Ghana Team Journal

August 31, 2010

Tuesday, August 31, 2010

Prepared by Gary

Quote for the day: “Whom have I served during my waking hours of this day.” Fr. Dave Kohner

The younger volunteers from the east coast continued the hard concrete work. No key available to get water so they pumped water out of the new septic tank. YUK, but creative. Of course it hadn’t been used yet. Another day at the library covering books for the village and its children. The children enjoyed cutting and handing over the tape to us. One girl about 11 years old would watch me so close and hand me the tape before I asked for it, I told Tim that she will be a great nurse or dental assistant because she would give the doctors their instruments before they would ask for them, and everything done with a beautiful smile. We finished up at 4pm and went over to the queens’ palace where she served us some ice cream. The children were in the door way so I motioned them in and proceeded to feed six children my ice cream. Their mouths were open like little chicks in a nest waiting their turn. They said they loved the ice cream but not near as much as I loved feeding it to them.

As I looked around at the village elders and the children’s parents, I could see the enjoyment in their faces as we worked with and played with the children. The children were having so much fun and we were working at their future library. We have been in other developing countries but I felt so much safer and more loved from the people of Ghana and especial the people of Senchi-Ferry. I could also see first hand that the Global Volunteer staff from Ghana, Esther and Amo, Katie from St. Paul and Kathleen, from Boston, truly enjoy this project, the people, the volunteers and the communities they serve.

August 30, 2010

Monday, August 30, 2010

Prepared by Carol

Quote for the day: “Accept the things to which fate binds you. And love the people with whom fate brings you together, but do so with all your heart. “ -Marcus Aurelius

We begin our day with a good breakfast. This is our first day of work and we are excited to begin. We arrive at the library after a walk through part of the village. The children yell “Obruni”, as we pass. Samuel is in charge of the library and shows us how to wrap books. Several people begin sanding shelves and they sand all the shelves. Samuel’s dedication to the library and the children is amazing. Kevin, Girard and Tim worked very hard on the apron and made great progress. They plan to complete it this trip!

The book wrappers are surrounded by children in a short time. They are so anxious to help and didn’t get bored handing us tape. We return to the Guesthouse for a delicious lunch of rice, Red-Red and plantain with a dessert of Oreos. Amo, Esther’s assistant, has his first Oreo; he said it made him sweat.

Then the seamstress came and people ordered dresses, shirts and bags. We return to the library to wrap books and reluctantly stop so we can go for a boat ride on the Volta River. We travel by tro-tro to the Continental Hotel to board the boat. The boat stops running at 5 pm, we are too late, maybe another day. We tour the grounds and see the crocodiles, cranes, peacocks, and monkeys. We stay and have something to drink; a very nice time and a break from our work. We return by tro-tro to the Guest house for dinner. Good food again with popcorn for dessert. We say goodnight, feeling accomplishment and ready to begin tomorrow.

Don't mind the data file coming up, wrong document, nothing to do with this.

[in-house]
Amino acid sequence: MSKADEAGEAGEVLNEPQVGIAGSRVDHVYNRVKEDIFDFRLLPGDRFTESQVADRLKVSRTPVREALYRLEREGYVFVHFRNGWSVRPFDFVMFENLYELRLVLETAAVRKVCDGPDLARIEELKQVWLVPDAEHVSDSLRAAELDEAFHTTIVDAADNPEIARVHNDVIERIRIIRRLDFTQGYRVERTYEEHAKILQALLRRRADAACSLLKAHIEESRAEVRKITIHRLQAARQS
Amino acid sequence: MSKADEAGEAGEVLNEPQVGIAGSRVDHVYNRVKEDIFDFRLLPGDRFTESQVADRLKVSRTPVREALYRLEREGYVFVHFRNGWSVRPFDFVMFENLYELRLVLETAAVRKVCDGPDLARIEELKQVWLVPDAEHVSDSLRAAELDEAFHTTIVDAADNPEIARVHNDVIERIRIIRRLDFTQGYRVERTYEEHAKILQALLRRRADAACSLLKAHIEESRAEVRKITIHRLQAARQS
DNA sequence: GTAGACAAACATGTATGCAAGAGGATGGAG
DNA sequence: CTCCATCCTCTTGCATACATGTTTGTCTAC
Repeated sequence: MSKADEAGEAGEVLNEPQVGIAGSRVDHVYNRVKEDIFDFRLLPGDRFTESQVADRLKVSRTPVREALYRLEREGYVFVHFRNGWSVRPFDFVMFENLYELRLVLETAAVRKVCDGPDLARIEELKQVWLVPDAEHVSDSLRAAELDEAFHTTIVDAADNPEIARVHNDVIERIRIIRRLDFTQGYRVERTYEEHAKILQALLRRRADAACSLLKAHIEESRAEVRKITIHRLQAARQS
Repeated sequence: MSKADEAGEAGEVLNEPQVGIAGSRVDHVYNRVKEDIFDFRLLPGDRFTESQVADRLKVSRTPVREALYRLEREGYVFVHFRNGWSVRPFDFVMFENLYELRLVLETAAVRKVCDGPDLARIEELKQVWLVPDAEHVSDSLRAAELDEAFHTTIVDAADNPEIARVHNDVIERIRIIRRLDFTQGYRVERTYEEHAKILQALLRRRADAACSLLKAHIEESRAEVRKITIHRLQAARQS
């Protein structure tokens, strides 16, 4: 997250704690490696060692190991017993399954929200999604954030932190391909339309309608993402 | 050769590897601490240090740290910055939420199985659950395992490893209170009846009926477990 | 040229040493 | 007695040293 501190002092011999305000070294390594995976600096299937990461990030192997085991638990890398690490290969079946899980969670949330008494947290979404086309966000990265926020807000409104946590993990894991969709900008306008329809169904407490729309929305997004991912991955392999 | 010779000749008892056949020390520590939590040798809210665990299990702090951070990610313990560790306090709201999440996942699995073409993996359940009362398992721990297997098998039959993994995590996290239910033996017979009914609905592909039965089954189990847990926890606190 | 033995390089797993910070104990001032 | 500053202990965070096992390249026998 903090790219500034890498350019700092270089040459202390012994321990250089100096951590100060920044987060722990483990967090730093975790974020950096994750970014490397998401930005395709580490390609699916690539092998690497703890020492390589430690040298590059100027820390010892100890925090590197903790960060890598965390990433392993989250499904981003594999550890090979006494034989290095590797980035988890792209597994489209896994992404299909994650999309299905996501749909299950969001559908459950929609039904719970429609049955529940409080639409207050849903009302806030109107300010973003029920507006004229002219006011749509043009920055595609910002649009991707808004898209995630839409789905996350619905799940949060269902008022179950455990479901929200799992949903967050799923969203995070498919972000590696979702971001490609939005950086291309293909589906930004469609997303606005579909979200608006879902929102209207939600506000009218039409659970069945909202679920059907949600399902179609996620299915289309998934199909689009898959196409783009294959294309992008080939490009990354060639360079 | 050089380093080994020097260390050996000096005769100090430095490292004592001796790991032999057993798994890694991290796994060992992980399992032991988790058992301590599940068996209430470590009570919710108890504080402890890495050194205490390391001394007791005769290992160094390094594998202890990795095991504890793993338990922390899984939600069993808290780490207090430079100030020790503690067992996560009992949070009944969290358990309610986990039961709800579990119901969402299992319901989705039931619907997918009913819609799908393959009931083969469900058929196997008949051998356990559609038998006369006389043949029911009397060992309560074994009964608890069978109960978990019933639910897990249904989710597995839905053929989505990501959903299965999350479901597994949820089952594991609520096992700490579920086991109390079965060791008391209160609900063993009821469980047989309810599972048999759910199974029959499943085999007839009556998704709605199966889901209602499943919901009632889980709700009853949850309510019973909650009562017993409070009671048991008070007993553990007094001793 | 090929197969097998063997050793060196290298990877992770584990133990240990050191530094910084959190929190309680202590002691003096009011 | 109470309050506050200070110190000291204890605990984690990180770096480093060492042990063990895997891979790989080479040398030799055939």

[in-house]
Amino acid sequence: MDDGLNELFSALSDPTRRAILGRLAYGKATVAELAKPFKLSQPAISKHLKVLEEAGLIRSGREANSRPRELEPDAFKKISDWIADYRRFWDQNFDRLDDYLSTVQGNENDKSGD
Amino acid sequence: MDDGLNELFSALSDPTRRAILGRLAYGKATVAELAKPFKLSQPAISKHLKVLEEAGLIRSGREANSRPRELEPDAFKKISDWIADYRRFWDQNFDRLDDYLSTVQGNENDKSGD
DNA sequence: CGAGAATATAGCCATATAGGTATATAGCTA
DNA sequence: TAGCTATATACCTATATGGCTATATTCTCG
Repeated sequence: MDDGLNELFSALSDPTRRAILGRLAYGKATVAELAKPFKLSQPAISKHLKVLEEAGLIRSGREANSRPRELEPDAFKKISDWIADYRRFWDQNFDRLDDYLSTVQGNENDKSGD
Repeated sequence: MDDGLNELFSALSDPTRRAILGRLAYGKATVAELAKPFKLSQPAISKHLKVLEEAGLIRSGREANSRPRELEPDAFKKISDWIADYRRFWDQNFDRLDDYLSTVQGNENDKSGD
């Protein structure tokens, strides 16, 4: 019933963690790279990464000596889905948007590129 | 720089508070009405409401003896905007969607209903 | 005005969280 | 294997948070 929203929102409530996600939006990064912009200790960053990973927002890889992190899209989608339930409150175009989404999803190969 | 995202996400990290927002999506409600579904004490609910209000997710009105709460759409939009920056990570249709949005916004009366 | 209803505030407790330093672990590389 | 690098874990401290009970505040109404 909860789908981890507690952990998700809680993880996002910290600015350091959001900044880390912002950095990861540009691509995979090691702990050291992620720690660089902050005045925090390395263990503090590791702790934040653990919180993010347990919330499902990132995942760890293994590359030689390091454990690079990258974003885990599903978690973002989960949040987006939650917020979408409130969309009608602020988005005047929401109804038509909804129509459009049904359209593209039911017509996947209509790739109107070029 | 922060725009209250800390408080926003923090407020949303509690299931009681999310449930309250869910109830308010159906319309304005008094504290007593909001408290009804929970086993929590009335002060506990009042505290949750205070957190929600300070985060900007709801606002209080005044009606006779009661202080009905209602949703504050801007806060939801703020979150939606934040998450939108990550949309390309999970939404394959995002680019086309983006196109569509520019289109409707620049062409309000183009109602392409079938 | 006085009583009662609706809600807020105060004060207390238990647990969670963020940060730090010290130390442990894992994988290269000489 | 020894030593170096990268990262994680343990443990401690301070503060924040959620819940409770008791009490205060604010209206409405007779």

August 29, 2010

Sunday, August 29, 2010

Prepared by Pat

Quote for the day: “I don’t know what your destiny will be, but one thing I know: the only ones among you who will be really happy are those who have sought and found how to serve.” Albert Schweitzer

After a long night for Esther, waiting and picking up people from the airport at all hours, we all leave for Senchi-Ferry. It’s our first day we’re meeting the children. It’s what I’ve been waiting most to see! The drive from Accra was an eyeful and hard to look at, similar to other developing countries. But there were still smiles, warm welcomes and a sense of community. One thing that struck me was how nice and well-dressed the people looked, walking home from church: clean and polished, very nice outfits and happy. They probably walked a long distance too. There were lots of people (maybe families), gathered together. We could certainly learn from that: the respect of dressing up for church and the community time. It seemed odd to me to see so many farm animals roaming loose everywhere: lots of goats, chickens, and skinny cows. I wondered what Africa was like, or what Ghana was like 100, or 50 years ago?? How much has changed for the people who live here?

Today was about team-building. What a beautiful group of people we have on our team! We have the young, (the ages of our children), and the old, us! I think we’re going to make a great team. We’re already planning how we would like to attack the work at hand, and what kind of free time activities to do together. The exercises Esther had for us to do today were very insightful and a great way to get us all on the same page.

Our walk to the village was interesting and fun. We met lots of children along the way who came out to greet us want their picture. We were all very happy to be so welcomed! The cameras couldn’t stop clicking. I can speak for the team when I say how honored and humbled we felt to be welcomed so warmly by the chiefs, Queen Mother, the mayor and all the other dignitaries, as well as the children. I loved it!

We also got to see the library, our work site. There is a lot to do!!! But we’re determined to get it done: for the awesome community and most of all for the children!